The purpose of this trip, to be examined and re-examined frequently, is Paris-Brest-Paris. You’ve heard it all before, but: One of the world’s great long-distance (750 miles or so), semi-recreational, semi-masochistical cycling events: It started in 1893, a decade before the Tour de France; licensed racers are not welcome, but it’s still a ride against the clock: The longest you get to do the ride, barring extraordinary circumstances, is 90 hours; the fastest anyone has ever done it is in the neighborhood of 42 hours. This year’s ride — it’s held every four years — starts next Monday, the 20th. I’ll be starting with the biggest group of riders, leaving at 9:30 p.m. from the western suburbs of Paris with the full 90 hours to work with; that means we have to be back at the finish at 3:30 p.m. Friday. Townspeople across France call out “bonne route” and “bon courage” to hearten the riders. In advance, I’d like to say thanks, French townspeople; I’ll need all the encouragement I can get.
This here flight: Air France Flight 7. Took off from John F. Kennedy International Airport in Queens, New York at about 7:35 p.m. The flight’s supposed to take six hours and fifteen minutes. We’ve got an hour and a half to go. I’m riding in the back of a 777; I’ve got the seat in front of me shoved so far back that my laptop is sort of wedged into my abdomen. It’s a minimally ergonomic setup.
My perfect airline: Air France is OK. The cabin crew is sort of elegant, and it is not understaffed. They serve actual food, with free (and passably decent) wine, for dinner. They hand out bread rolls. They hand out But Air France is not perfect. They charged me $150 to put my bike on the plane. Four years ago when I did PBP, they just took it as my second piece of luggage and charged me nada. Or rien, to be true to the spirit of this thing. OK, so there goes a hundred and fifty bucks — oh, yeah, 300, since this is a round trip and I plan on bringing the bike back with me. That bike charge would not happen on my perfect airline.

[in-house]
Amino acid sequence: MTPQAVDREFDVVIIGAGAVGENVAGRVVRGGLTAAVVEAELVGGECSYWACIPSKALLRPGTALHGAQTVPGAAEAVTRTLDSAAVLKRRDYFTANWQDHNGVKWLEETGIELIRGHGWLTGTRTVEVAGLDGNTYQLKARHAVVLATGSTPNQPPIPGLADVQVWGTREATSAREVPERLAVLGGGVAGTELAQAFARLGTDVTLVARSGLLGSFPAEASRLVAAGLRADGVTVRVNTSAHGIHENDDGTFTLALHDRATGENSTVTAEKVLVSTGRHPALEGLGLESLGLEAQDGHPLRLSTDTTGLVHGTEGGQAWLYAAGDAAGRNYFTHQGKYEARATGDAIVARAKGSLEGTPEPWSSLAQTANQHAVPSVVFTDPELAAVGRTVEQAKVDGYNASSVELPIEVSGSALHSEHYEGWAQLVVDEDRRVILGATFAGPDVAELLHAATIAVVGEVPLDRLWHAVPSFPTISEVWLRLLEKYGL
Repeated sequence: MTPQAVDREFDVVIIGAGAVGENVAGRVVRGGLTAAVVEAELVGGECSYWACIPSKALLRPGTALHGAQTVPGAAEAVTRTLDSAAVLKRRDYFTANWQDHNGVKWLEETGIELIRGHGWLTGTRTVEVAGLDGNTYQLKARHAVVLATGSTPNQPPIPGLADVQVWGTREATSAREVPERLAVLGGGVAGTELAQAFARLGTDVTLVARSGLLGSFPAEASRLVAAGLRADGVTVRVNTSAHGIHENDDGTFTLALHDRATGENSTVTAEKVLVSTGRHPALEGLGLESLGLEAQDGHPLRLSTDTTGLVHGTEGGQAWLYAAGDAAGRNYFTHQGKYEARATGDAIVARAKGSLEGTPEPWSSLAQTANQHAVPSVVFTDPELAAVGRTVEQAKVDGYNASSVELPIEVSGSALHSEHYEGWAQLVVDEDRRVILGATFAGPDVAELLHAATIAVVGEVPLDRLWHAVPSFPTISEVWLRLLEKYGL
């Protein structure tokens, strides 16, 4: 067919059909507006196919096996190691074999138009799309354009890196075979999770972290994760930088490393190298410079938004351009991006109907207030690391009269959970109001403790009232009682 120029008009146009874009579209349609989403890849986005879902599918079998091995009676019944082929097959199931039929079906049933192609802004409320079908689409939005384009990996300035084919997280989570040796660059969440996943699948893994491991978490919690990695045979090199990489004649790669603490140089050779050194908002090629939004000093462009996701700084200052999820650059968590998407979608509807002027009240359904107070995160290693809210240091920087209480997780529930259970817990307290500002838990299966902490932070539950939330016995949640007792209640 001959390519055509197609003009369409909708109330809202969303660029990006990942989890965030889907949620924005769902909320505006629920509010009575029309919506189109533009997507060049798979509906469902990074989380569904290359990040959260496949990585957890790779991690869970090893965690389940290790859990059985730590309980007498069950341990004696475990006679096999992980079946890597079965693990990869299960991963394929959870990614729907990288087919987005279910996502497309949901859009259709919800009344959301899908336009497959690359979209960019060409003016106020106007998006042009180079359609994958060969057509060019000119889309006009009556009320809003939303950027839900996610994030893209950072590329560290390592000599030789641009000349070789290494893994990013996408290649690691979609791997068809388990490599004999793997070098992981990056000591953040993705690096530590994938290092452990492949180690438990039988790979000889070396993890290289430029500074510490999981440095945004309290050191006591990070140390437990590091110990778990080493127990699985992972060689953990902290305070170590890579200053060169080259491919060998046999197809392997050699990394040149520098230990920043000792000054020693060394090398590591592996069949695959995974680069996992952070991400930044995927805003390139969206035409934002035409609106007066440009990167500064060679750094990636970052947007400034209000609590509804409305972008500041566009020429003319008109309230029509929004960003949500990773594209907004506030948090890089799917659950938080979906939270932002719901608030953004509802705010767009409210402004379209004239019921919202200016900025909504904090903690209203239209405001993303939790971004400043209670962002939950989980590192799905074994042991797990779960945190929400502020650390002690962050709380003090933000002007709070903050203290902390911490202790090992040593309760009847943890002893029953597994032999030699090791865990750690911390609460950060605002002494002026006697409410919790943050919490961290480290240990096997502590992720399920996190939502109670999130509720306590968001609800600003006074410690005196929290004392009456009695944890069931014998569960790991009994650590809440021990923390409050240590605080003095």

My perfect airline, part deux: Did I tell you that the seat in front of me has been shoved so far back that I can barely move? That would not happen on my perfect airline. There’d be room enough between seats so that leaning back wouldn’t displace another passenger’s spleen. Either that, or the seats would not recline at all. Non-reclining seats would be bad news for the seat hog in front of me. You hear that, seat hog?
My perfect airline, part trois: The thrilling news is that I’m counting in French. The other news is that those little route tracker displays that have appeared on planes — mostly on international routes, I guess — have become more sophisticated. On Air France, they give you about a dozen different still and animated views of the plane’s position, along with the standard readouts on air speed and outside temperature, distance covered and time to arrival, and so on. Also, the basic maps they use are pretty much the same, with important cities like Nouakchott located (um — capital of Mauritania? I guess they speak French there). But one delightful addition to the maps of the Ocean Atlantique is the location of historic shipwrecks, complete with years they occurred — the Titanic, USS Thresher, Andrea Doria, and Bismarck have all shown up during the trip.
We’re passing south of Cork right now, the map says. An hour till we land. Forty-three below zero Fahrenheit outside, we’re at 38,000 feet, and the dawn is breaking. A baby’s squalling a few rows away, which is a bummer for its mere et pere; someone, no kidding, is calming the kid down by playing “Hey Mr. Tambourine Man” on a harmonica. That is all acceptable behavior on my perfect airline.
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